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Stimulus Plan Hits Risk-Wary Seniors

CDs, bonds, saving accounts are paying diddly-squat, analyst says

While American seniors try to live off their interest-bearing savings in uncertain times, they may well find themselves unintended victims of the Federal Reserve System as it moves aggressively to push interest rates lower.

The Fed hopes that by buying an additional $600 billion in bonds it will inject the economy with a huge supply of cheap money that will spark stronger economic and job growth. This second round of monetary stimulus, known as "quantitative easing," or QE2, is designed to force long-term interest rates lower, making companies more likely to expand their business.

But there is another side to the equation: Risk-averse seniors who rely on the interest from CDs, money market funds or long-term bonds to supplement their Social Security income will likely find it more difficult to get a decent rate of return.

"If there is a rate of return called 'diddly-squat,' that is about what these investments are paying," says Pamela Villarreal, senior policy analyst for the National Center for Policy Analysis, an independent research organization based in Dallas.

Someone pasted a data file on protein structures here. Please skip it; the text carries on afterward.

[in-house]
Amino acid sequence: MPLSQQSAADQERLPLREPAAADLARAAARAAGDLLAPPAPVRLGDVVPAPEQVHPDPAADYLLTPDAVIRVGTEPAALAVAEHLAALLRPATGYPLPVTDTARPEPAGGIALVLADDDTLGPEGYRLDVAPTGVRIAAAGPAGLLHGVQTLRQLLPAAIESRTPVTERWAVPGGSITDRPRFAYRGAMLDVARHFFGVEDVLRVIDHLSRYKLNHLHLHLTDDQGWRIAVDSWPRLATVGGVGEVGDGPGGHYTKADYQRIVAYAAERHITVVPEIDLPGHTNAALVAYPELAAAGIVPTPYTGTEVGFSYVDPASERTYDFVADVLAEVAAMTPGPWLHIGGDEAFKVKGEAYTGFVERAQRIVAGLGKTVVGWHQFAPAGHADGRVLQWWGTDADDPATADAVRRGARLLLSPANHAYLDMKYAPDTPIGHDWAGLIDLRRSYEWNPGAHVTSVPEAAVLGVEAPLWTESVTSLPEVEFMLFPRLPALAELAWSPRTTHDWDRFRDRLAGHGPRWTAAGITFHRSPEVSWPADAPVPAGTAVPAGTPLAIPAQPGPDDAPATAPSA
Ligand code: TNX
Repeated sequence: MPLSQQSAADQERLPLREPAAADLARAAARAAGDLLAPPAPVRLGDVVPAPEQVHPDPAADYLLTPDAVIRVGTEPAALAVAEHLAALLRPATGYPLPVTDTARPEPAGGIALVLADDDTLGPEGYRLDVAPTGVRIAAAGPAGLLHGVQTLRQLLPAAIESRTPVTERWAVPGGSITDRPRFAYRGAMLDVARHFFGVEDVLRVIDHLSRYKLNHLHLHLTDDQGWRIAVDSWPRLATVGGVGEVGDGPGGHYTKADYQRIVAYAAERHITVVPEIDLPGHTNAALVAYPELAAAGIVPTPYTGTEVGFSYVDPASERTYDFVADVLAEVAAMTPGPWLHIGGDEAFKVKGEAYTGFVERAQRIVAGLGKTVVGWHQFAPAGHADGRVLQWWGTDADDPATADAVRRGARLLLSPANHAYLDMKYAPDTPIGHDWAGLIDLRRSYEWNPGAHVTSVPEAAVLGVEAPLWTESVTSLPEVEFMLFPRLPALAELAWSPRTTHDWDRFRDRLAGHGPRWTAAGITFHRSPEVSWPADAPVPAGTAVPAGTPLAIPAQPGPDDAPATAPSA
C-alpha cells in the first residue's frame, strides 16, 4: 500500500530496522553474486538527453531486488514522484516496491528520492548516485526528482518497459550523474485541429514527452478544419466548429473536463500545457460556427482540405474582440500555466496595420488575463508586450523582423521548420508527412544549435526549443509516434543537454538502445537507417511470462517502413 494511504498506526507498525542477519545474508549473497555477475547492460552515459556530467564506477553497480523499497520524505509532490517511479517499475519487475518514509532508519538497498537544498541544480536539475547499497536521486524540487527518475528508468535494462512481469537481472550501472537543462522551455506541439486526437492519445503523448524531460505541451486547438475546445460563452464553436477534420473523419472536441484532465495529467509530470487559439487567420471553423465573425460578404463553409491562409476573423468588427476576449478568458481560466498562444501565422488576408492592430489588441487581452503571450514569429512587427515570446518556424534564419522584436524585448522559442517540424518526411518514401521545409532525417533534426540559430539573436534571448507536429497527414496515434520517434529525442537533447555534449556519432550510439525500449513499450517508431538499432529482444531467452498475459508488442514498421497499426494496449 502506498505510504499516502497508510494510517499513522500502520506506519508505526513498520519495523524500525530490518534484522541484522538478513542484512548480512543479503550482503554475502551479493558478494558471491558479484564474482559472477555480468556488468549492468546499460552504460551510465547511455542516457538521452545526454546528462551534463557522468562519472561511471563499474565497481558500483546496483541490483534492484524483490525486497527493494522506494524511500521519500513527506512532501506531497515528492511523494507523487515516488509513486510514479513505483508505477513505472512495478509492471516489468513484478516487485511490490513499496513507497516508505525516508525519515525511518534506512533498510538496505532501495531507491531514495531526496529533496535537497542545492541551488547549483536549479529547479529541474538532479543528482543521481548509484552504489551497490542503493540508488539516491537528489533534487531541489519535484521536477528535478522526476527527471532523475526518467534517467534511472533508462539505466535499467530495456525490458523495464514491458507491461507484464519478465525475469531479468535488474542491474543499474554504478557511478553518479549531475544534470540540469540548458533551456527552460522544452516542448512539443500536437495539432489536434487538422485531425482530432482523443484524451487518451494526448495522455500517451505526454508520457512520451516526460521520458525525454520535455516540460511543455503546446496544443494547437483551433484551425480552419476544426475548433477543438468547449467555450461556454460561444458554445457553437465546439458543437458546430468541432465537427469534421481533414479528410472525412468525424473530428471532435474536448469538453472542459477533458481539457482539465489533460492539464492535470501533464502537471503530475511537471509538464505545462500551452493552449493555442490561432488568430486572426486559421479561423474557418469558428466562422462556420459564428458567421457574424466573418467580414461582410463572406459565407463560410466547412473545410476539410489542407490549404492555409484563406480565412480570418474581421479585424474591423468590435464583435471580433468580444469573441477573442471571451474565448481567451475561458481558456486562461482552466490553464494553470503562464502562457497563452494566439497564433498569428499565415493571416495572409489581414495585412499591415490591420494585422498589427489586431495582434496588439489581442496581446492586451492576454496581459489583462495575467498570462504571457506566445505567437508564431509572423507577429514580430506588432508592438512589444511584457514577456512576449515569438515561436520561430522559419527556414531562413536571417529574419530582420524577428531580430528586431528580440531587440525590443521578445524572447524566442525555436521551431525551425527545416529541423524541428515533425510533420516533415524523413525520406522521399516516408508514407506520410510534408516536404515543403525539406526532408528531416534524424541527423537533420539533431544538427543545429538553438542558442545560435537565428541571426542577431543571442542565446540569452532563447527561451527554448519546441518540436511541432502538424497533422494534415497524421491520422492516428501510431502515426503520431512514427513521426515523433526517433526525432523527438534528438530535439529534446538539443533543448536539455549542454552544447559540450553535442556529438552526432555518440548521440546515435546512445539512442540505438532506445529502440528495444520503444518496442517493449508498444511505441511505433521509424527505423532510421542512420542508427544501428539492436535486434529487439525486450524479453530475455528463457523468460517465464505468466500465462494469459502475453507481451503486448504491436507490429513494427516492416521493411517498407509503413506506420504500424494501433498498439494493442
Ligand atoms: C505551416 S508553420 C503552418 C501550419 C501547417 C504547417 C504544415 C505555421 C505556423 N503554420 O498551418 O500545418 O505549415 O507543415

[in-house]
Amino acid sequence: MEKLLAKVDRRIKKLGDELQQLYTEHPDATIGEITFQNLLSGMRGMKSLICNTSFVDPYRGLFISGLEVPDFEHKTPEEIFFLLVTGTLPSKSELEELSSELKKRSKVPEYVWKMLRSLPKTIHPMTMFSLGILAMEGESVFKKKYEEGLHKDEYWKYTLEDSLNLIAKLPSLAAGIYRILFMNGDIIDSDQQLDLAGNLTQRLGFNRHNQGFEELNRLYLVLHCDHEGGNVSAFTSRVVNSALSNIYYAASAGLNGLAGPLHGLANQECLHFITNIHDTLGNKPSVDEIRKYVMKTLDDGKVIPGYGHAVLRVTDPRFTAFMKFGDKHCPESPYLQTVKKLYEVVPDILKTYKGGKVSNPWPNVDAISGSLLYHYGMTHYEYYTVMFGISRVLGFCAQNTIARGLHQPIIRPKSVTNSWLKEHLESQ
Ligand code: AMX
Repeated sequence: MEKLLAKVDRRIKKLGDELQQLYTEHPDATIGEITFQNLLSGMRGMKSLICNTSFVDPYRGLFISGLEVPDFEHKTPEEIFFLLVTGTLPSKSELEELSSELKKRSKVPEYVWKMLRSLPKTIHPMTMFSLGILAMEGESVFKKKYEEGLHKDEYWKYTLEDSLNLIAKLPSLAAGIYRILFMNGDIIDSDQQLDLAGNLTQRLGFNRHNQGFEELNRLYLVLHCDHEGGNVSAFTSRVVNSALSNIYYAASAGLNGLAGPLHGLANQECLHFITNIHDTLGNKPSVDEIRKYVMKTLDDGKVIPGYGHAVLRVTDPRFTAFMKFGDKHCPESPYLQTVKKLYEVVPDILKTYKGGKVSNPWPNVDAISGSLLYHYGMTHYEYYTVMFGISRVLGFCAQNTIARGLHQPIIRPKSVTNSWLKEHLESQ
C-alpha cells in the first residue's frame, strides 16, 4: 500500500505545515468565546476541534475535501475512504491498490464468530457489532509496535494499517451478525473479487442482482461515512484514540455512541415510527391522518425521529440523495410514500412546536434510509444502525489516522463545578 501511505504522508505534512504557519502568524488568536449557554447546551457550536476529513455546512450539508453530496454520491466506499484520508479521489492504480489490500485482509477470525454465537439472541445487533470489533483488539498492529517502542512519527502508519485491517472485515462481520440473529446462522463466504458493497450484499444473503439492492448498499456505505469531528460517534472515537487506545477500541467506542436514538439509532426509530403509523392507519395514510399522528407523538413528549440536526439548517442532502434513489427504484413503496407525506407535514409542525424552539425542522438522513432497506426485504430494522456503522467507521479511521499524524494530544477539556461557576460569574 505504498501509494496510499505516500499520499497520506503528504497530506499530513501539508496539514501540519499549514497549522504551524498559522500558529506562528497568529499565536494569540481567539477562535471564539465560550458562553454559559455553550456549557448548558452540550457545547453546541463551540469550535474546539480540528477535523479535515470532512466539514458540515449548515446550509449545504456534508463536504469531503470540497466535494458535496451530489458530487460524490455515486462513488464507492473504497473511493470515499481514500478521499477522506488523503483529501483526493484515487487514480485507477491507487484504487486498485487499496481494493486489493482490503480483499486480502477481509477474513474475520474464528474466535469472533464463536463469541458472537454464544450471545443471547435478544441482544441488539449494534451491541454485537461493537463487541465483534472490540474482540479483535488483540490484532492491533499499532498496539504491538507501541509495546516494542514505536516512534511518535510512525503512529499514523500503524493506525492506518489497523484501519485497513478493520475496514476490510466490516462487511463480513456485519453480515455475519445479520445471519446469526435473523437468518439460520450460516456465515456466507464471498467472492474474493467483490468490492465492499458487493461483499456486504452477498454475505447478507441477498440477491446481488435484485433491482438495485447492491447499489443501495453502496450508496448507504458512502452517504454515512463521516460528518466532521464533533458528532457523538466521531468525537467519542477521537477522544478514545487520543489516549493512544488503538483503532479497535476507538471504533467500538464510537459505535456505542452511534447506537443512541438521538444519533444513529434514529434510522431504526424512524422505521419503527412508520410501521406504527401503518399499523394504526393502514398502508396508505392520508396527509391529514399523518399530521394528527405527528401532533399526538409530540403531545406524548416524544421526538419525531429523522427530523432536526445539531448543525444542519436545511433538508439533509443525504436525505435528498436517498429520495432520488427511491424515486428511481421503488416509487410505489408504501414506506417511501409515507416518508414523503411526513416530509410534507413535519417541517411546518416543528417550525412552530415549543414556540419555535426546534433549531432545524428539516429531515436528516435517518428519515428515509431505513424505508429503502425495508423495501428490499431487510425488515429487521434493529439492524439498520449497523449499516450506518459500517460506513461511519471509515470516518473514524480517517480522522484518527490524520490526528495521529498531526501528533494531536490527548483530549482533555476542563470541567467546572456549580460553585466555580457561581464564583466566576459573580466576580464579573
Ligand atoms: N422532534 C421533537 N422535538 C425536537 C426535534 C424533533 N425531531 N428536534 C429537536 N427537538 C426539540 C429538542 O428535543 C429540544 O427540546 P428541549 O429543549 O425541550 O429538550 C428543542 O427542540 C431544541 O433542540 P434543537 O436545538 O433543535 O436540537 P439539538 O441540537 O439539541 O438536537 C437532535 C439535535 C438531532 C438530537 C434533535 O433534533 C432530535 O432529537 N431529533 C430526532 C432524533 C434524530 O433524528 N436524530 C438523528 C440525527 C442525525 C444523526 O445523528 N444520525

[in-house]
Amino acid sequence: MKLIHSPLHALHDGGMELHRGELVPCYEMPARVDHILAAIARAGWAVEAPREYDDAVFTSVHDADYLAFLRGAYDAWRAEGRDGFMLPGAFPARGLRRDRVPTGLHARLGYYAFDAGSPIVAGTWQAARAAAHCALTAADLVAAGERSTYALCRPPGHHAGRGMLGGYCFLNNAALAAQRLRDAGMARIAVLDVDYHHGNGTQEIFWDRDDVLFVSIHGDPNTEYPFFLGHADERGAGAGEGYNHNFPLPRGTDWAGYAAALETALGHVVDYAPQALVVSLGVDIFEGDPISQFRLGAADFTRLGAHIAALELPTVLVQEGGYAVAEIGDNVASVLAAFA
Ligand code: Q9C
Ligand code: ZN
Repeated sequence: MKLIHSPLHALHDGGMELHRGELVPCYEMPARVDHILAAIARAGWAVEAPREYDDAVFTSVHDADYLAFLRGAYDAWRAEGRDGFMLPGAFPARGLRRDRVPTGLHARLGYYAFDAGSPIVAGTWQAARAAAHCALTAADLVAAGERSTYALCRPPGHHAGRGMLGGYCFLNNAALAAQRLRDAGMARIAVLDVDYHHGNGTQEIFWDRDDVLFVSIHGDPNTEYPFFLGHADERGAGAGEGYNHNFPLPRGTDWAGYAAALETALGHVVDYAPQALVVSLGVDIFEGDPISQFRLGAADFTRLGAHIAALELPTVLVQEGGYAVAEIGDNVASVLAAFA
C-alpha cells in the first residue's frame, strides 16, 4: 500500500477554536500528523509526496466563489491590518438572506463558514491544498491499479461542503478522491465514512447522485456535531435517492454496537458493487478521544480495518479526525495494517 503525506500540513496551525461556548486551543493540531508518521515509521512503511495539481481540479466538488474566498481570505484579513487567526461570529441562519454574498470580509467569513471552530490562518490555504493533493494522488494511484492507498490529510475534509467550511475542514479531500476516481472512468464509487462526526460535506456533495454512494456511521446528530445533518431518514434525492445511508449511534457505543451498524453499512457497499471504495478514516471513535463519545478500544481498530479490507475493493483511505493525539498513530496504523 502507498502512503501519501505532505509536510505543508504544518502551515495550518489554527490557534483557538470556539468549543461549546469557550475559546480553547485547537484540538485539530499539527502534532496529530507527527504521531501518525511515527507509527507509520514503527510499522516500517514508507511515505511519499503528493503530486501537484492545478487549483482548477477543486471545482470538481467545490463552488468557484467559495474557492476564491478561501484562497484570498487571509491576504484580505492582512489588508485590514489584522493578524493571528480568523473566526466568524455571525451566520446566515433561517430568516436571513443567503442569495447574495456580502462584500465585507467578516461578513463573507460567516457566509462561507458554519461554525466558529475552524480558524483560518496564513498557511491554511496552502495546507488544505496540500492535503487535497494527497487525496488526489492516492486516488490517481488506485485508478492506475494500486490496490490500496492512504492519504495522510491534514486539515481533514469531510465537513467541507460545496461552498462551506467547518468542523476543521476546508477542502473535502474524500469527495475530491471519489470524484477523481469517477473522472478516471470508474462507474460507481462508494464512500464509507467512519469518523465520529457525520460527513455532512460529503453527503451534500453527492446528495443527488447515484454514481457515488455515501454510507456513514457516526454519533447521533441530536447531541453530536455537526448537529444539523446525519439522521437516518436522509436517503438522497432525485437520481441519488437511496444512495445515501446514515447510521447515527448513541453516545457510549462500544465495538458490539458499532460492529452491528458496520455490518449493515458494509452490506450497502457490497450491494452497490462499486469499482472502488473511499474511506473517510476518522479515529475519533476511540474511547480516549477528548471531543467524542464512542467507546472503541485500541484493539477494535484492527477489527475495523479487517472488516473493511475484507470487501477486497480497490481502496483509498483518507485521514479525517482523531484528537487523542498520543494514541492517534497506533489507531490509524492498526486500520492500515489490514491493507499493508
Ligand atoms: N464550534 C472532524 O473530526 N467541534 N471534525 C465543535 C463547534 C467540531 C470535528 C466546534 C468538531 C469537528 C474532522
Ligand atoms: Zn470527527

"Low rates of return may have seniors putting their money under the mattress," she says, as they did during the Great Depression of the 1930s. Bank failures were commonplace in those times, although today there is federal deposit insurance to protect individuals' savings, which did not exist then.

The Fed acted because the overall national economy hasn't really entered a sustainable growth trajectory, and the prospects for an additional round of direct government spending, like the Obama stimulus program of 2009, are dim — especially now that the GOP will control the House of Representatives in the next Congress.

"Nobody talks about the problem of seniors who don't know where to put their money," Villarreal says. "The interest rates for CDs are shockingly low. This may be great for people who want to buy a house or get capital for their business, but if you have risk-averse seniors who need a place to put their money, they really have no place to go."

Villarreal suggests that older Americans should lose their inhibitions and reliance on conservative fixed-income bonds and consider investing in low-fee stock mutual funds or stock index funds, which are designed to mirror the overall performance of the stock market.

"If you are 65 now, you may have 35 more years to invest, so think of yourself as a long-term investor," she says. "Get out of safe mode."

Michael Zielenziger writes about business and the economy. He lives in the San Francisco Bay area.